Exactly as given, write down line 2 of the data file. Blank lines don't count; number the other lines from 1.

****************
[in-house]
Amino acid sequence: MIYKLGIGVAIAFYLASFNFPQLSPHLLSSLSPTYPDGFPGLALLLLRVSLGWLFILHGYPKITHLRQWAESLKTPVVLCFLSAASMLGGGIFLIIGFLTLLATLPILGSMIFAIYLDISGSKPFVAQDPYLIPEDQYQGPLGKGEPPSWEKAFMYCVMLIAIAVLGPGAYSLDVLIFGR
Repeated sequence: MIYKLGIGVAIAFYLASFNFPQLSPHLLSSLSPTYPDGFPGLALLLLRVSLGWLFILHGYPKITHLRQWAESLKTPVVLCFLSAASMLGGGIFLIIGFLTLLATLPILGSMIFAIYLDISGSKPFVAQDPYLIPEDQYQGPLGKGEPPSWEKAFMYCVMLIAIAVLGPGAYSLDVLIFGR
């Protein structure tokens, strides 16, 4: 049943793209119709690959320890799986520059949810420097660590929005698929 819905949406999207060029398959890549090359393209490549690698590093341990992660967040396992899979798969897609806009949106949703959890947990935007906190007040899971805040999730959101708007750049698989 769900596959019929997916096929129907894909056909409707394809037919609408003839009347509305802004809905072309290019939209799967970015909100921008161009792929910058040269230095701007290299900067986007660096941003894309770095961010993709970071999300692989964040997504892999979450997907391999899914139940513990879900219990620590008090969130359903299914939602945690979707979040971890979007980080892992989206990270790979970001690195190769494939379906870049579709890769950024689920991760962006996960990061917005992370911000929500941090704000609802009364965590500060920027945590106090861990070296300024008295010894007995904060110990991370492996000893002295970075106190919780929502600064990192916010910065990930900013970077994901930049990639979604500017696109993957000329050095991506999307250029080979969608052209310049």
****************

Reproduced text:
Amino acid sequence: MIYKLGIGVAIAFYLASFNFPQLSPHLLSSLSPTYPDGFPGLALLLLRVSLGWLFILHGYPKITHLRQWAESLKTPVVLCFLSAASMLGGGIFLIIGFLTLLATLPILGSMIFAIYLDISGSKPFVAQDPYLIPEDQYQGPLGKGEPPSWEKAFMYCVMLIAIAVLGPGAYSLDVLIFGR